*        *        *

The storyteller studied the book well into the night, his hut lit by the flickering torches. His initial suspicions seemed to be correct. The book described many things that even the storyteller had never heard of, but he grasped the basic concepts quickly. He performed some of the initial experiments such as dropping spheres of rock and wood to determine that they hit the ground together, despite their difference in weight, he decided to try something more ambitious.

To an outsider observing the storyteller, it might have appeared he was working powerful magic, but the words in the book were quite down to earth. He mixed reagents, evaporated liquids and drew shapes in the ground with yew branch - triangles, circles and pentagrams. Soon he was finished. He touched the line of elixir he had made on the ground with the torch, and it burst into flame. The flames were unlike any he had ever seen before. They reached as tall as the storyteller himself, and gave off an eerie violet light. They also seemed to be burning very slowly, and were hardly moving.

Cautiously, the storyteller touched the flame with his hand. It was not hot, not even warm. He took a deep breath, closed his eyes and stepped through the flame.

The first thing that the storyteller noticed when he opened his eyes was the ground. It was incredibly smooth - smoother than rock. So smooth it seemed shiny. He knelt down and touched it. It was hard and cold, like metal. He stood up and looked around him. The room was huge - bigger than even the largest huts of the village. The only light came from strange circular torches in the ceiling, burning with the same cold, unflickering light that he had first observed comming from the portal. This light was somewhere between white and yellow, though, rather than violet.

He looked back at the portal. It was still there, as it had been in his hut. He walked around it but the interior of his hut was always on the other side, barely visible through the violet glow. He decided to take a look around his new domain. He could return here later. After a nasty experience with a transparent door which, although not locked, seemed to have a desire to stay closed, he found himself outside. It was night, but there were so many lights it hardly seemed that way. It was also very noisy. He was used to being able to listen hard and not hear anything, but here there was a continual buzz which verged on being annoying.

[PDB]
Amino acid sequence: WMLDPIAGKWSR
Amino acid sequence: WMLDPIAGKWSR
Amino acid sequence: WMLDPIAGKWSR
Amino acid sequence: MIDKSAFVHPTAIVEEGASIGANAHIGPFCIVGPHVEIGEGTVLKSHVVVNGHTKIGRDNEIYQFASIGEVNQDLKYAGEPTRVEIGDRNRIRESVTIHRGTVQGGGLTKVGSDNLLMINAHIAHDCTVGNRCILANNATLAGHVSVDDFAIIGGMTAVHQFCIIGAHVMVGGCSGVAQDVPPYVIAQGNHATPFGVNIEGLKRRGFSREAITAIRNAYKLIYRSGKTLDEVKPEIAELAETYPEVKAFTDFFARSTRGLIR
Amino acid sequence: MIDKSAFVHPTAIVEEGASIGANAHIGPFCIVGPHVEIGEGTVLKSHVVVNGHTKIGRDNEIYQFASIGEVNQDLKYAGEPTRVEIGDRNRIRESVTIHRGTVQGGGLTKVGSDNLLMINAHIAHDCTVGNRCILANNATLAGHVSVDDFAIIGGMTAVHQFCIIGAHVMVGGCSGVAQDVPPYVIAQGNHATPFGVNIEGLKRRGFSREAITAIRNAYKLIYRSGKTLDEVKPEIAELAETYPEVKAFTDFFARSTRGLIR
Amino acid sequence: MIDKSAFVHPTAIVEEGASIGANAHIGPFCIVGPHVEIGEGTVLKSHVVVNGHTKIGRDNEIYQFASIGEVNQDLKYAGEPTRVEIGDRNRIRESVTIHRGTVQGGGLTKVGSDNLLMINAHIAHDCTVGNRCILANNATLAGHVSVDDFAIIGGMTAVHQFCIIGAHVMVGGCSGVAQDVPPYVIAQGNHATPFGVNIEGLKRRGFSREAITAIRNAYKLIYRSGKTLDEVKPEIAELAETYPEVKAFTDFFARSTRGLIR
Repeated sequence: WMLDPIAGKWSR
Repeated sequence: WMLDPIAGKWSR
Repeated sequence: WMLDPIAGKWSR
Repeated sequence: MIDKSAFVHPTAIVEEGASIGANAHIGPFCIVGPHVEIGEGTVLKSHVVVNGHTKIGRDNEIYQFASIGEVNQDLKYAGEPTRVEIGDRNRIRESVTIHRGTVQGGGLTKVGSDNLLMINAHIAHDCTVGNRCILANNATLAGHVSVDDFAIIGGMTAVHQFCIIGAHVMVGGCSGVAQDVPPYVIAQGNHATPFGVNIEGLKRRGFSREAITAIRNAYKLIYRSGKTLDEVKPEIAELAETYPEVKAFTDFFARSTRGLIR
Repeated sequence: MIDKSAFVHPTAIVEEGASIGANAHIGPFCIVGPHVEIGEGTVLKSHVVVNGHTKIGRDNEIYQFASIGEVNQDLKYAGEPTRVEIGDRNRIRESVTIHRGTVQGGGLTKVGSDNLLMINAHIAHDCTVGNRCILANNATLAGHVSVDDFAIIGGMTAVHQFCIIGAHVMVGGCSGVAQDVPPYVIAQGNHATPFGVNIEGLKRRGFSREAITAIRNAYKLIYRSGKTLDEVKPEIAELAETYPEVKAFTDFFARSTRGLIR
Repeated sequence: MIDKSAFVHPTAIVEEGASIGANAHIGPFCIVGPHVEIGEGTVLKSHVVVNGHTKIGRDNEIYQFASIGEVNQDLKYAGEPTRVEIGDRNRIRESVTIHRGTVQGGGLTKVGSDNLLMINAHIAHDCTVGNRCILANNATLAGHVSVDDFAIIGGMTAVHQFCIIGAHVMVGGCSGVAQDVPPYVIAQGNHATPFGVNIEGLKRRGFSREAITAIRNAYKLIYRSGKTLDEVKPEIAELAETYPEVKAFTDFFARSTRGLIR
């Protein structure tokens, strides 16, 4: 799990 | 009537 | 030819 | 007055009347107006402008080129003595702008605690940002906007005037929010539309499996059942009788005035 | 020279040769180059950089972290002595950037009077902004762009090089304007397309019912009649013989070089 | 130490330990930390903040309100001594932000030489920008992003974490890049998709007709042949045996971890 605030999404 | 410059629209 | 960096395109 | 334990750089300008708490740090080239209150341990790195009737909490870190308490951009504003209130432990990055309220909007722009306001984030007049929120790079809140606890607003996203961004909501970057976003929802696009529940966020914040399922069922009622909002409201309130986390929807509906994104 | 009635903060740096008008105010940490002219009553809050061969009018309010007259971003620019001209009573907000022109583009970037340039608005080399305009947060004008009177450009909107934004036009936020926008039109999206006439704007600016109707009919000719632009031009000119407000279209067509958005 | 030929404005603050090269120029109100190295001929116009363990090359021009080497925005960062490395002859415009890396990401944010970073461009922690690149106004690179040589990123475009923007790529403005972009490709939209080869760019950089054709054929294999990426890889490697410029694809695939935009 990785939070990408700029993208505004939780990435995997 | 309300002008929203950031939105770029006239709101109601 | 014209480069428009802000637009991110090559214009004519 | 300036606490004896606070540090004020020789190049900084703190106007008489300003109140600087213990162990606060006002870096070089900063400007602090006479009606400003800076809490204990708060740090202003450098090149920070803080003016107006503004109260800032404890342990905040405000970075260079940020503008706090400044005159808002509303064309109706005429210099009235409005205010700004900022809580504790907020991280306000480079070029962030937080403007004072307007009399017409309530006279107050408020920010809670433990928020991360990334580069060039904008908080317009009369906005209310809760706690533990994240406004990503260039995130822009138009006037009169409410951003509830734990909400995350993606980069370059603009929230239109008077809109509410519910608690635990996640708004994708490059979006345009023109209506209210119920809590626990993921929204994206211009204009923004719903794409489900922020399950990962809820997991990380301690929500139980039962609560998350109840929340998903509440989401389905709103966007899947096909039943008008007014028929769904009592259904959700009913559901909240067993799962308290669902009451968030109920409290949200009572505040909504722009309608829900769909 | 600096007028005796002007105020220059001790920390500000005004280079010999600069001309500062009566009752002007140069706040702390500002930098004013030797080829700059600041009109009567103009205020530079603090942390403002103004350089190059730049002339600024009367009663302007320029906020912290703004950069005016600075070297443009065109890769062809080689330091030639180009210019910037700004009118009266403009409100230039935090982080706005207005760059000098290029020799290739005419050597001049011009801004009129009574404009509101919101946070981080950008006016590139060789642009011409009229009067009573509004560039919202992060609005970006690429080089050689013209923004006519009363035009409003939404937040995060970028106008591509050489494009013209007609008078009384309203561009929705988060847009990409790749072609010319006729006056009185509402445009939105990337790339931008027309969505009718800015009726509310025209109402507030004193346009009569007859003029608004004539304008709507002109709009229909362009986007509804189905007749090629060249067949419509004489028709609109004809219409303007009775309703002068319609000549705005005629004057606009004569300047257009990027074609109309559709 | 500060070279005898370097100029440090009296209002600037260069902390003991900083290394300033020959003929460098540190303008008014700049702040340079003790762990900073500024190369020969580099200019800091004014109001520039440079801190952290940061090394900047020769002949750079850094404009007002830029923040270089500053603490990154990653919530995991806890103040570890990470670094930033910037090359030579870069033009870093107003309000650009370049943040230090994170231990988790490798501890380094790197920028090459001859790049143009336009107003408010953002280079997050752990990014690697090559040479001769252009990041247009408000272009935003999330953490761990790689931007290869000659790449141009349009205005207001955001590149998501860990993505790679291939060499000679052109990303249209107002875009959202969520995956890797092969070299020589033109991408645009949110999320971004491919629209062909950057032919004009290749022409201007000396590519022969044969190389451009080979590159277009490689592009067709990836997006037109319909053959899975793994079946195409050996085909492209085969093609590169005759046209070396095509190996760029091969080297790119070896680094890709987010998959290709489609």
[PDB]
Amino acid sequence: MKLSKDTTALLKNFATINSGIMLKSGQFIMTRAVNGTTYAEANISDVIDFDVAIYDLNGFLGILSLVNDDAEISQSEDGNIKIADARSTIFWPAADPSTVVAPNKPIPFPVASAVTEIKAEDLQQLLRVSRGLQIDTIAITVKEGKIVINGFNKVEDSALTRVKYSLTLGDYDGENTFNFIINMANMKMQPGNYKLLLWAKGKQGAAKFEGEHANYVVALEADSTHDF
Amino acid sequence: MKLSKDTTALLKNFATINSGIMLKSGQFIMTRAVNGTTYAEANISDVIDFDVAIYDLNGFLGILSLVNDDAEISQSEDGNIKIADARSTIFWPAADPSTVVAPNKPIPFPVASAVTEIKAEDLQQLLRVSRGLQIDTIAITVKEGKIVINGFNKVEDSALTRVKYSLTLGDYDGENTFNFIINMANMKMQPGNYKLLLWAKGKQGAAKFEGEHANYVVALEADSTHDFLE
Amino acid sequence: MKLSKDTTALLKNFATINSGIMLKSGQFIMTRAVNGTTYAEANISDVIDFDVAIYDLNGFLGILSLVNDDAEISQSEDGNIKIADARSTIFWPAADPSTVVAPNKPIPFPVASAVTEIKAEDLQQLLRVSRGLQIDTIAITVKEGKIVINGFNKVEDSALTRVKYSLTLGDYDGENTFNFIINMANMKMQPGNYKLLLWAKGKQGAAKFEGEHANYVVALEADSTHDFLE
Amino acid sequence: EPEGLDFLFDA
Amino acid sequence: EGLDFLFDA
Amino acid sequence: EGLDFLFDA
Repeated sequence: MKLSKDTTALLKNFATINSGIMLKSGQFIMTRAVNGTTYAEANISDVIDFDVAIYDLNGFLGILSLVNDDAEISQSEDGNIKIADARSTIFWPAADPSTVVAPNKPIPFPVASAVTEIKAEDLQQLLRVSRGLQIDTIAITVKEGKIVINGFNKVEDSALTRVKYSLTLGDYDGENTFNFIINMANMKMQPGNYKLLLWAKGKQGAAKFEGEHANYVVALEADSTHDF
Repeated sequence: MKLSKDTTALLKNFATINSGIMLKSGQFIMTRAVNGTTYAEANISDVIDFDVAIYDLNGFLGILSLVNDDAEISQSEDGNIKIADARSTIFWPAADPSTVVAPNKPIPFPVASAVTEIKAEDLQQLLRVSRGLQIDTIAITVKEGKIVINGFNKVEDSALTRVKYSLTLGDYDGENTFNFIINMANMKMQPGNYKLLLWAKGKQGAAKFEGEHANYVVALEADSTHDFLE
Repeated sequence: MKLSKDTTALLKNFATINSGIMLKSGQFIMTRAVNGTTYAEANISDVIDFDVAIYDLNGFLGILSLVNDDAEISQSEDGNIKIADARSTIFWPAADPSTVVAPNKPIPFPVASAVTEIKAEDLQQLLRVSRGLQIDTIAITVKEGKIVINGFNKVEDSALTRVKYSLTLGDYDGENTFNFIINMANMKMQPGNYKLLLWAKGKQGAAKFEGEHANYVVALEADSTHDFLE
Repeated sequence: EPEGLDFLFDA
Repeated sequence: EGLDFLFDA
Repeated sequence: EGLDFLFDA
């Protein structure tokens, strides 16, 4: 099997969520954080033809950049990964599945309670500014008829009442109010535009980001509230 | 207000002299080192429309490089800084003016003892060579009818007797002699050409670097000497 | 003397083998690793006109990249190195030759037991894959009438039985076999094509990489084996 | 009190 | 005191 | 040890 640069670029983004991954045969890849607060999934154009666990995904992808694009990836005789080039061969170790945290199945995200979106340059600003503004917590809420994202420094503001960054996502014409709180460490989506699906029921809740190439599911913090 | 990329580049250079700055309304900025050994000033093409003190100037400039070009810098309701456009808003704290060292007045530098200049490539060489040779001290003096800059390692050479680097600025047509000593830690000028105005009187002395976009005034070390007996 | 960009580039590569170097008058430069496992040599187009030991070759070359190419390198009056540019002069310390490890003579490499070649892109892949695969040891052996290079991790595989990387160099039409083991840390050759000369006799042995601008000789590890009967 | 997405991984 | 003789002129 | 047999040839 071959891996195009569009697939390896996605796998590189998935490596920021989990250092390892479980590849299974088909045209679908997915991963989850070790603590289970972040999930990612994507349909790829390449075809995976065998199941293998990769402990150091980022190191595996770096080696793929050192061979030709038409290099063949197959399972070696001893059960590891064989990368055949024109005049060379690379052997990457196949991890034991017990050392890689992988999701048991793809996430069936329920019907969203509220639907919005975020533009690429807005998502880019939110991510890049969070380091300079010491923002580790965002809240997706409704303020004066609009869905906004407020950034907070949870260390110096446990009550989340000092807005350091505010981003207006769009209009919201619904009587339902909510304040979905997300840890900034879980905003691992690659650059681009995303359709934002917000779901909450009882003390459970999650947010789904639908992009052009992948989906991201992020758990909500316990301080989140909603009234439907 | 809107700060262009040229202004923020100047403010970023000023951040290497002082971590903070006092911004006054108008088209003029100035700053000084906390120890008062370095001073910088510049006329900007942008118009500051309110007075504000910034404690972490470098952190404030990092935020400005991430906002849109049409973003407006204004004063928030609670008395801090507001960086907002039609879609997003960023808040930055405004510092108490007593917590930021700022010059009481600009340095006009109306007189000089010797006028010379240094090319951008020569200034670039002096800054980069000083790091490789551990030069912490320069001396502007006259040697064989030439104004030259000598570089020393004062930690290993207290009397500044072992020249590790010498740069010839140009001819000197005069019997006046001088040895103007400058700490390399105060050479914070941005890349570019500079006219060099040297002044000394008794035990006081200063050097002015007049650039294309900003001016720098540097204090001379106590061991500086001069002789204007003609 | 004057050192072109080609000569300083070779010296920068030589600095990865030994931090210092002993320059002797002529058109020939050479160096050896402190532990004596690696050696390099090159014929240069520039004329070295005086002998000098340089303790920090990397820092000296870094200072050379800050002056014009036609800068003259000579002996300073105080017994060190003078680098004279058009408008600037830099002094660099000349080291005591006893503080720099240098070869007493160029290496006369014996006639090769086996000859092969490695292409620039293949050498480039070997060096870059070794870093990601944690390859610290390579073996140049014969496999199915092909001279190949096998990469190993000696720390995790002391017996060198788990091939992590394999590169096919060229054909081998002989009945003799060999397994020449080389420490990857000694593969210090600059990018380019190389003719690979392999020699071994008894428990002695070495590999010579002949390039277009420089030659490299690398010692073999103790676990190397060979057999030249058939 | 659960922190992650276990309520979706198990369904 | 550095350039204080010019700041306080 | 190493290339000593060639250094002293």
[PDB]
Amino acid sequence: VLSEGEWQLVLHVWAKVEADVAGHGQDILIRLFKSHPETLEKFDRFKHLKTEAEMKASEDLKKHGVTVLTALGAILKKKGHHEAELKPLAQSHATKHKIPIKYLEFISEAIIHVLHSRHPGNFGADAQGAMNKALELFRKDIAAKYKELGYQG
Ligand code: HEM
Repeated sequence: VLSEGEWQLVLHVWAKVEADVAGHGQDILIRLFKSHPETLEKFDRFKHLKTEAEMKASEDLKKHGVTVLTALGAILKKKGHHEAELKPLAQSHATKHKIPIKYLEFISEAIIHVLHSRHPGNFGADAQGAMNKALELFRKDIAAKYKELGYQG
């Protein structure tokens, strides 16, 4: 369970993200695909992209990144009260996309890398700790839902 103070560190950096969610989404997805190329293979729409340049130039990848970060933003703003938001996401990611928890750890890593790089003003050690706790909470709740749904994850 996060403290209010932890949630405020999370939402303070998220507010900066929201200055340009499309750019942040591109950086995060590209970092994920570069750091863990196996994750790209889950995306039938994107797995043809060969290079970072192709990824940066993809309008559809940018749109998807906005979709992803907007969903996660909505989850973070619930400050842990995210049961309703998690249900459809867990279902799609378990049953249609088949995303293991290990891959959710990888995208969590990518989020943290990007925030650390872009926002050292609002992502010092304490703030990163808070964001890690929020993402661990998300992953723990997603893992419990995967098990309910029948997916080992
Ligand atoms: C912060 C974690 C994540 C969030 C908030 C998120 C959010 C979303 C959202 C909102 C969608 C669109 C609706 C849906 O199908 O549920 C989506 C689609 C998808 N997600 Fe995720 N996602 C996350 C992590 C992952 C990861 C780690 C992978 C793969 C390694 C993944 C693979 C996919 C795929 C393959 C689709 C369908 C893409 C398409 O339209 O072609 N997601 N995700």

The ground was different again - rough, as if it was made up of many small stones somehow stuck to the ground. Perhaps it was volcanic, thought the storyteller. He had heard about such things from the travellers - tales of hills so high that they touched the sky and made rocks so hot they turned to liquid. When this liquid cooled it made a strange rock, pitted and porus.

Suddenly, a pair of incredibly bright lights appeared in the distance and headed towards the storyteller. They were making a terrible noise, which grew louder and louder as they approached, faster and faster. The storyteller was caught like a rabbit in the headlights for a moment - too frightened even to move. The lights were just a few yards away when the storyteller started to run - faster than he had ever run in his life. He ran back across the road and back into the building which housed his portal.

He leapt through the portal and landed in his hut, almost knocking over the table. Quickly, he kicked dust over the ground below the violet flames and scuffed out the marks he had made, before the monster could follow him. Soon the hut was lit only by the torches again. He sat down on his bed to get his breath back.

Lying in the dark, the storyteller reflected on his experiences in the world on the other side of the violet flame. The book might shed some light on the nature of this place, but he doubted he ever wanted to open it again. Magic this strange and powerful should be left to the mages. This other world might make a fantastic setting for a story, but who would ever believe it could exist?